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I use many functions in my PHP codes like these; UID(), user_getProfileImage() ... etc. I'm writing all my projects on Windows and working well. It's OK up here but when I put my project on my server it's giving error like this;

Fatal error: Call to undefined function UID() in /var/www/vhosts/...

What? Is it undefined?!

I'm checking all my project files and FTP'ing all files to server again, again... And same error.

But when I change the name of UID() to uid() (both in lib.php and other places that where it's used), it's working well.

So what's the problem? What's the matter with this server?

Local PHP vers: 5.3.10

Server PHP info: http://... removed

Note: I'm encoding all PHP files in "UTF-8 without BOM" (as always) with Notepad++, and interestingly the other project is working well even use same functions and run on the same server.



UPDATE (and solution);

  1. Do not use "I" (capital "i") character in any function name or
  2. Simply use setlocale like this; setlocale(LC_TIME, "tr_TR.UTF-8") // I need just locale time config and used this
  3. If you need LC_ALL, do not forget set back LC_CTYPE in en_US, i.e:

    setlocale(LC_ALL, "tr_TR.UTF-8"); setlocale(LC_CTYPE, "en_US");

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4 Answers 4

up vote 1 down vote accepted

This hints at suffering from "the I problem", which manifests itself when PHP is using a Turkish locale (tr_TR, tr_TR.utf8…). When doing so, the case-insensitive check between uppercase and lowercase letter "i" fails.

See https://bugs.php.net/18556 — "Setting locale to 'tr_TR' lowercases class names"

You have a couple of solutions:

  • Define and call your function with same-cased letters (or, at the very least the letter "i"); upper or lower is not important.
  • Use a locale not affected by this (mis)behaviour.

The latter is preferred, mostly because it's usually a one-tiny-change-fixes-all-problems sort of task.

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Thank you very much. Actually I resolved the problem myself, cos' forgotten where I wrote for help. :) But solution is same with yours. Thank you. –  Qeremy May 23 '12 at 23:42

Why is the project running correctly on Windows (I suppose you have set up a development server - LAMP) and not on the live server?

I suppose that the live server is Apache on a linux distribution, so another check you should do is that the files you "include" in your scripts are the exact file names (I'm saying this, as e.g. if you include "Lib.php" while the name of the file is "lib.php" will not raise any errors in windows and the "lib.php" will be included normally, but in linux (i.e. the live server) include "Lib.php" will not work, as file names are case sensitive.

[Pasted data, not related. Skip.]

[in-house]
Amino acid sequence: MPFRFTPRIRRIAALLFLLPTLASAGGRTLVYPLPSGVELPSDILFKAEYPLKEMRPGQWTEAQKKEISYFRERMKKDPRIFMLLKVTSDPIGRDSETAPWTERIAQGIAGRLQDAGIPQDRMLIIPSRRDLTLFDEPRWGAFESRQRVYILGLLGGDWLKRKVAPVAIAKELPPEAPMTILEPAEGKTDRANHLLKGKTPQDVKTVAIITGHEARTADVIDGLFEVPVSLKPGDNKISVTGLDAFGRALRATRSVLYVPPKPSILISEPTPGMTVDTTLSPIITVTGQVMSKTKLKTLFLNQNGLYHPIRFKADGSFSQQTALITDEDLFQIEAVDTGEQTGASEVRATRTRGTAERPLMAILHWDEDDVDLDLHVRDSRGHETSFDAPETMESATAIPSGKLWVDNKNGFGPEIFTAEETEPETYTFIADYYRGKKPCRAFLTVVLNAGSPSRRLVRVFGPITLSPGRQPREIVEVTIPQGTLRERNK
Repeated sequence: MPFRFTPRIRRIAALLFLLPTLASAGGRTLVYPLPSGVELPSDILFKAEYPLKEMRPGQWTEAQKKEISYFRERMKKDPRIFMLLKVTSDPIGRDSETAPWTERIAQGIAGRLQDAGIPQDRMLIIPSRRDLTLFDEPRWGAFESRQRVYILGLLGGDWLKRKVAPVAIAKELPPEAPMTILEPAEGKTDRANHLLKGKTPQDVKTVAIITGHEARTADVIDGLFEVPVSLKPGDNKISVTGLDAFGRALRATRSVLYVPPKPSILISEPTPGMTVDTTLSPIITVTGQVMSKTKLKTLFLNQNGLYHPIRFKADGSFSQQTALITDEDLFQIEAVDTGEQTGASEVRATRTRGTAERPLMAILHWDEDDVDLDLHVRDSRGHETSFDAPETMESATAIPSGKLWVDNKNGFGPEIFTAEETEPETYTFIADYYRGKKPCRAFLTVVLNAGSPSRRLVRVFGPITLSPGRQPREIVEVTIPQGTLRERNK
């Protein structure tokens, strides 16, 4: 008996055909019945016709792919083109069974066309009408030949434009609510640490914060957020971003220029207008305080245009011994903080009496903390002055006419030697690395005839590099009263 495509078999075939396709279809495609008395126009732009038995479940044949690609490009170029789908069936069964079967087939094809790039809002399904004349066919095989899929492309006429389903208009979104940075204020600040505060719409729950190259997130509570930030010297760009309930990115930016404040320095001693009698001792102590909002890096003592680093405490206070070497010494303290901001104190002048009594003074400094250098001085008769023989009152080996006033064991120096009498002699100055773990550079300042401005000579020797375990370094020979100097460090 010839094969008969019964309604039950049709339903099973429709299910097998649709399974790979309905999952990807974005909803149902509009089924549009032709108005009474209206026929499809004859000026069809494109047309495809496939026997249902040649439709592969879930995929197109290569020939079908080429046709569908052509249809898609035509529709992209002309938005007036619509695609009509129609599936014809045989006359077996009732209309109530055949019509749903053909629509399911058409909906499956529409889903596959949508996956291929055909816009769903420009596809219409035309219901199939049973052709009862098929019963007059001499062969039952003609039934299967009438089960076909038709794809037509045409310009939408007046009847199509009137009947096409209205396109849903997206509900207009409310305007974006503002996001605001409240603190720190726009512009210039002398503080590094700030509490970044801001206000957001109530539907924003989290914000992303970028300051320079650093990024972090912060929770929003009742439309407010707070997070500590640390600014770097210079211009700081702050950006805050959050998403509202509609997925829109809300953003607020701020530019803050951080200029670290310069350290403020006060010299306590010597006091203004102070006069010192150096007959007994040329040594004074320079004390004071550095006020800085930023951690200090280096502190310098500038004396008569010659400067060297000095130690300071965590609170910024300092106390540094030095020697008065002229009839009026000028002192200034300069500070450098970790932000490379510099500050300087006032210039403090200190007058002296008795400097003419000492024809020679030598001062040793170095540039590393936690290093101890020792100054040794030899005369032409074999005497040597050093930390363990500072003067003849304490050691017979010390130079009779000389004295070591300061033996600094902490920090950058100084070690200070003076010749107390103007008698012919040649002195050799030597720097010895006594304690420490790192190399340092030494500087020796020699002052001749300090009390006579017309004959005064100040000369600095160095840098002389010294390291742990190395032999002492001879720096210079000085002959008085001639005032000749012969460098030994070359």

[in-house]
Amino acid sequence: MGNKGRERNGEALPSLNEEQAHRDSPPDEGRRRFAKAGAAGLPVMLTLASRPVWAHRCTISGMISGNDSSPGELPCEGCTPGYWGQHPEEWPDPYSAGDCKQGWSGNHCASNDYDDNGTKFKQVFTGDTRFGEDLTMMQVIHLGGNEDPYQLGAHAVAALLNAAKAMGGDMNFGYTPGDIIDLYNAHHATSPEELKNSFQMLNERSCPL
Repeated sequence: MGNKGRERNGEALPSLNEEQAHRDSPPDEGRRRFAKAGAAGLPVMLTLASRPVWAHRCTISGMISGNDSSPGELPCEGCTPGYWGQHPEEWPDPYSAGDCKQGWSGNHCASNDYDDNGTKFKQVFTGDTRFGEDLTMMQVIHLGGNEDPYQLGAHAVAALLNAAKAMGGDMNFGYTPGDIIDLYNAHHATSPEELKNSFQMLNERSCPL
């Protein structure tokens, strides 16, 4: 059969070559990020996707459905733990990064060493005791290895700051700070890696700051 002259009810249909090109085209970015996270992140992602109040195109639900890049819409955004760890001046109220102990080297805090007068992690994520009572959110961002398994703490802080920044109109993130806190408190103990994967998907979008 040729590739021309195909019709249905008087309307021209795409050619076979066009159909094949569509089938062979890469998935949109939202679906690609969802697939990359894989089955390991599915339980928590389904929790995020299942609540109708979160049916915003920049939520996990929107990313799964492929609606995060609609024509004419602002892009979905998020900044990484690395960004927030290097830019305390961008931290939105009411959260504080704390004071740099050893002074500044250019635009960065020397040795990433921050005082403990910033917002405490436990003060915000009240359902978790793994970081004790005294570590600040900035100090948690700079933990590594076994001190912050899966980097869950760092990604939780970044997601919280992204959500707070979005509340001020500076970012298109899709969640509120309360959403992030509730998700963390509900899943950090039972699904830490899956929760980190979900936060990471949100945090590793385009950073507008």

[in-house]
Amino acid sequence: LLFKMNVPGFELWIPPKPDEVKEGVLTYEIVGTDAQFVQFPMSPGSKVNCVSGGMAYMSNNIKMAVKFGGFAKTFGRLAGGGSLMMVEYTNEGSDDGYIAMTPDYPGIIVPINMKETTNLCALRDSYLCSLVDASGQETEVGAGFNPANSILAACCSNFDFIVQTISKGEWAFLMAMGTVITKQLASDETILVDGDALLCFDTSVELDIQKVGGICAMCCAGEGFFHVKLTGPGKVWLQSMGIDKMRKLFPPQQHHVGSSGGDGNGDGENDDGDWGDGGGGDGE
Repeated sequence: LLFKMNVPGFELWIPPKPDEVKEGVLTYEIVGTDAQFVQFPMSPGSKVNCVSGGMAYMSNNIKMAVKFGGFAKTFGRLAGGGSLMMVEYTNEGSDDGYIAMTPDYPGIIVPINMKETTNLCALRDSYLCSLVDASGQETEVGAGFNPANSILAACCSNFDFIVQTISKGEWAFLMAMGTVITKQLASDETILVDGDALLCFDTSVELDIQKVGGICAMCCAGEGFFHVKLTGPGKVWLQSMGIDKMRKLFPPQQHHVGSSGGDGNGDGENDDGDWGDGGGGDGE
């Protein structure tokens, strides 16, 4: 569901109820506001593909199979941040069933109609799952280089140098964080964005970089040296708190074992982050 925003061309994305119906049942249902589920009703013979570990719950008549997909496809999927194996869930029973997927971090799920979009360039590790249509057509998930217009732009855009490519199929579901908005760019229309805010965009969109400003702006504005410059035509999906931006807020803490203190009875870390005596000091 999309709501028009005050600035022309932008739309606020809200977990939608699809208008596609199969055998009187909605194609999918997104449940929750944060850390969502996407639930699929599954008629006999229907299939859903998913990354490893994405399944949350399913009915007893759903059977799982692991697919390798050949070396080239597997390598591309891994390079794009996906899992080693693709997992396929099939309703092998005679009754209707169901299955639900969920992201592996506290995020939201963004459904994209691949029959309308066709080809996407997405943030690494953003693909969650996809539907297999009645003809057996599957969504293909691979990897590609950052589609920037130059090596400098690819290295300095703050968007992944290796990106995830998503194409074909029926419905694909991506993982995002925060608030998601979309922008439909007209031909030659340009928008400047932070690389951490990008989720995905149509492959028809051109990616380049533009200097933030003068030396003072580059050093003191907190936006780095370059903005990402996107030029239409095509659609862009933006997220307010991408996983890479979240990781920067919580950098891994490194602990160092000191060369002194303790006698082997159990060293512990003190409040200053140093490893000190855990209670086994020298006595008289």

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huh? function names in PHP are case-insensitive: stackoverflow.com/a/5643544/729077 –  bjauy May 23 '12 at 18:42
@bjauy - that is correct, I've corrected this section above, only variables are case sensitive in php (methods and function should be case sensitive, too) –  m1lt0n May 23 '12 at 18:47
@bjauy you are wrong. PHP function names are not case-sensitive. Only variables names are case sensitive. stackoverflow.com/a/2749788/837765 –  Pier-Alexandre Bouchard May 23 '12 at 19:45
@Pier-alexandreBouchard but that's exactly what case-insensitive means –  bjauy May 23 '12 at 19:52
@bjauy excuse me, I never see the IN in case-insensitive. My fault, sorry! –  Pier-Alexandre Bouchard May 23 '12 at 19:58

On Linux file names are case sensitive, so I am guessing that your UID() function lives in a file or folder with a name that is included wrongly. Check the character case of the full path on all your require, require_once, include, include_once statements in all your scripts.

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It’s actually known bug, yet still not fixed since 2002! See #18556.

In short, PHP uses internal tolower() function, which is locale-aware, but in Turkish there are some specific rules for I (undotted ı is the lowercase of I, and the dotted İ is the uppercase of i). So if you have class name of method name having upper I (newInstanceArgs, Image, etc), you’re affected.

The only workaround for now seems to be setting LC_CTYPE to some working locale, eg.

setlocale(LC_ALL, 'tr_TR');
setlocale(LC_CTYPE, 'en_US');
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